Extended cognition and the explosion of knowledge

Penultimate version.

The aim of this article is to show that externalist accounts of cognition such as Clark and Chalmers’ (1998) “active externalism” lead to an explosion of knowledge that is caused by online resources such as Wikipedia and Google. I argue that externalist accounts of cognition imply that subjects who integrate mobile Internet access in their cognitive routines have millions of standing beliefs on unexpected issues such as the birth dates of Moroccan politicians or the geographical coordinates of villages in southern Indonesia. Although many externalists propose criteria for the bounds of cognition that are designed to avoid this explosion of knowledge, I argue that these criteria are flawed and that active externalism has to accept that information resources such as Wikipedia and Google constitute extended cognitive processes.



Critical neuroscience and socially extended minds

Another paper by Shaun this time coauthored with Jan Slaby (check out Jan’s website – lot’s of good stuff here). 

The concept of a socially extended mind suggests that our cognitive processes are extended not simply by the various tools and technologies we use, but by other minds in our intersubjective interactions, and more systematically by institutions that, like tools and technologies, enable and sometimes constitute our cognitive processes. In this paper we explore the potential of this concept to facilitate the development of a critical neuroscience. We first explicate the concept of cognitive institution and show how it builds on a more enactive version of the extended mind. We then turn to the idea that science itself is a good example of a cognitive institution that through various practices and rules shapes our cognitive activity so as to constitute a certain type of knowledge, packaged with relevant skills and techniques. Building on this idea, we focus on neuroscience, its cultural impact, and the various institutional entanglements that complicate its influence on reframing conceptions of self and subjectivity, and defining what questions count as important and what kind of answers will be valued. Our intent is to show that by understanding neuroscience as a cognitive institution – that is, as a set of practices that help us to think and solve problems within a specific domain – we gain a critical perspective on what neuroscience accomplishes.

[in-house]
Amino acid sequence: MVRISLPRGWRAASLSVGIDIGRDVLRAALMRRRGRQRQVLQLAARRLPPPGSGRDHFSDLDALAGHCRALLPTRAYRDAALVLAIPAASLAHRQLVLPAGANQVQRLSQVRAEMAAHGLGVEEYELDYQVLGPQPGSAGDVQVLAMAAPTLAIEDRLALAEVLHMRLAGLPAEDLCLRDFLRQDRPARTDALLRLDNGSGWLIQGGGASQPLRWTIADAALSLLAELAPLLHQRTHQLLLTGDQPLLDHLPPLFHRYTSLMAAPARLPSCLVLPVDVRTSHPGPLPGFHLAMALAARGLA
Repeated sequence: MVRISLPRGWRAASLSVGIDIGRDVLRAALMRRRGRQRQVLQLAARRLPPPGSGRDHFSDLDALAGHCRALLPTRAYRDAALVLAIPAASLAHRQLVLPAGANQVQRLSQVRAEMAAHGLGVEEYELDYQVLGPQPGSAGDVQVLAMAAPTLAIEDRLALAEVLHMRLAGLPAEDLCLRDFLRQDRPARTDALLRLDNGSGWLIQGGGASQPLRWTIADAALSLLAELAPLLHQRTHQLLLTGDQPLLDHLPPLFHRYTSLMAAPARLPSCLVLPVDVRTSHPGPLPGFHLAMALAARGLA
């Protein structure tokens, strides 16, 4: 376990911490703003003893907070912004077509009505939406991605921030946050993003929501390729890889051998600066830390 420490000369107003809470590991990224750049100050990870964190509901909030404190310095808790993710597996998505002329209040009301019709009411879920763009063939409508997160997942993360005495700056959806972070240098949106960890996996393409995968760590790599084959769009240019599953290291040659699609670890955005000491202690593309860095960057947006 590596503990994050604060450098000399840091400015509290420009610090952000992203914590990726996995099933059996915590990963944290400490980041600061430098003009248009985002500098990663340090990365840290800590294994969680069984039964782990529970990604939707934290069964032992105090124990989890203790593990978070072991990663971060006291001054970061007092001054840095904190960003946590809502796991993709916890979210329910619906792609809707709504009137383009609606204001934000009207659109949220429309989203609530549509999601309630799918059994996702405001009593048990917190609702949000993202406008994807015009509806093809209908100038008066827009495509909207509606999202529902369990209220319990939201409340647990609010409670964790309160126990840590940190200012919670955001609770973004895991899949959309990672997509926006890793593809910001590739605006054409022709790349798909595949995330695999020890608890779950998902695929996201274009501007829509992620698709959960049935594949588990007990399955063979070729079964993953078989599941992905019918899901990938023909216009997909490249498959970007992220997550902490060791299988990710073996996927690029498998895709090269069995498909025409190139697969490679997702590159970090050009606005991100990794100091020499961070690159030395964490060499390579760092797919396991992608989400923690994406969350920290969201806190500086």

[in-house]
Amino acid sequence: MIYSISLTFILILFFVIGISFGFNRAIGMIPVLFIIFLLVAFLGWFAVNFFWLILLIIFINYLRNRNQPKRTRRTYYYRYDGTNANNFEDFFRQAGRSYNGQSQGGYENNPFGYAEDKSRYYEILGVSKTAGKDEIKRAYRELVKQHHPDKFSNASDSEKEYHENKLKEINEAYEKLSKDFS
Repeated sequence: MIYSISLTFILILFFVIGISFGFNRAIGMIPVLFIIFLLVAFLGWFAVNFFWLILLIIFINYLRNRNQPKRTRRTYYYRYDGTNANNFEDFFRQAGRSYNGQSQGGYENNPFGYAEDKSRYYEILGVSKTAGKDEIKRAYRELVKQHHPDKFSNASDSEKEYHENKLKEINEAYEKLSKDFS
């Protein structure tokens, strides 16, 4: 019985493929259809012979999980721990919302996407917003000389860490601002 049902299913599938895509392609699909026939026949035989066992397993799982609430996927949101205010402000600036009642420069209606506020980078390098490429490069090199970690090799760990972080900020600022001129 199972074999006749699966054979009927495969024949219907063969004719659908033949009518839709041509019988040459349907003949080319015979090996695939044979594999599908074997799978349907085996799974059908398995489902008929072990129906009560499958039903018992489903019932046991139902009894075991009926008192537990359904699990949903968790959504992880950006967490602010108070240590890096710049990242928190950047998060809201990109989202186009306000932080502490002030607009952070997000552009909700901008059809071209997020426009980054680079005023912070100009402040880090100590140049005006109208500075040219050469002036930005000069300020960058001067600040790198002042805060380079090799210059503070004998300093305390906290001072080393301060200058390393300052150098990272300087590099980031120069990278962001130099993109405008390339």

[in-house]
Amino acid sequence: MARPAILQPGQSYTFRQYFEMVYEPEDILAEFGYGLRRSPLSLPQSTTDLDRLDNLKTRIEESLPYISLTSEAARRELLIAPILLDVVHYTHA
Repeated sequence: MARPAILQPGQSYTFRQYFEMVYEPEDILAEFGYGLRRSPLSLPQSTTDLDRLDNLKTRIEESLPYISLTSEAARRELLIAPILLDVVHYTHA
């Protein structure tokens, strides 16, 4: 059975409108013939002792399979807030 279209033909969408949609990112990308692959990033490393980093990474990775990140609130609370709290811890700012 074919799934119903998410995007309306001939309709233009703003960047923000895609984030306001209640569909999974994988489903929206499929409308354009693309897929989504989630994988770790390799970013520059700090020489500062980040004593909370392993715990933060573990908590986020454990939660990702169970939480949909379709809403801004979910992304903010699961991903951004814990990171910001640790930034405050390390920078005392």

Extended cognition: New philosophical perspectives

Here’s a special issue of Philosophical Psychology that features some top-notch names that includes Ed Hutchins, Rob Wilson and Sven Walter.



Neurotechnology, Invasiveness and the Extended Mind

This from the latest issue of Neuroethics December 2013, Volume 6, Issue 3, pp. 593-605.



The Peripheral Mind

Last August I chanced upon a forthcoming book by István Aranyosi. I’m pleased to say that my copy arrived today and I’m very much looking forward to reading it. Any book that opens with a Kafka quote suggests immaculate taste. Not only that, but the series of which this book is a part is edited than none other than Dave Chalmers who quickly saw the virtues of István’s work. Last, but by no means least, there is a very personal story behind the realization and motivation of the book, refreshingly different from the inflated egos of writers who get funding to spend six months in say, Vézelay, to do some writing and then very pretentiously sign off their preface Joe Blogs, New York and Vézelay.

I also look forward to a close-grained review that I have commissioned for The Journal of Mind and Behavior.

The Peripheral Mind introduces a novel approach to a wide range of issues in the philosophy of mind by shifting the focus of analysis from the brain to the Peripheral Nervous System (PNS). Contemporary philosophy of mind has neglected the potential significance of the PNS and has implicitly assumed that, ultimately, sensory and perceptual experience comes together in the brain. István Aranyosi proposes a philosophical hypothesis according to which peripheral processes are considered as constitutive of sensory states rather than merely as causal contributors to them. Part of the motivation for the project is explained in the autobiographical opening chapter, which describes the author’s subjective experiences with severe peripheral nerve damage.

Although Aranyosi’s approach could be classified as part of the current “embodied mind” paradigm in the philosophy of mind and cognitive neuroscience, this is the first time that notions like “embodiment” and “body” in general are replaced by the more focused concept of the PNS. Aranyosi puts the hypothesis to the test and offers novel solutions to puzzles related to physicalism, functionalism, mental content, embodiment, the extended mind hypothesis, tactile-proprioceptive illusions, as well as to some problems in neuroethics, such as abortion and requests for amputation of healthy body parts. The diversity of the volume’s methodology–which results from a combination of conceptual analysis, discussion of neuroscientific data, philosophical speculation, and first-person phenomenological accounts–makes the book both engaging and highly informative.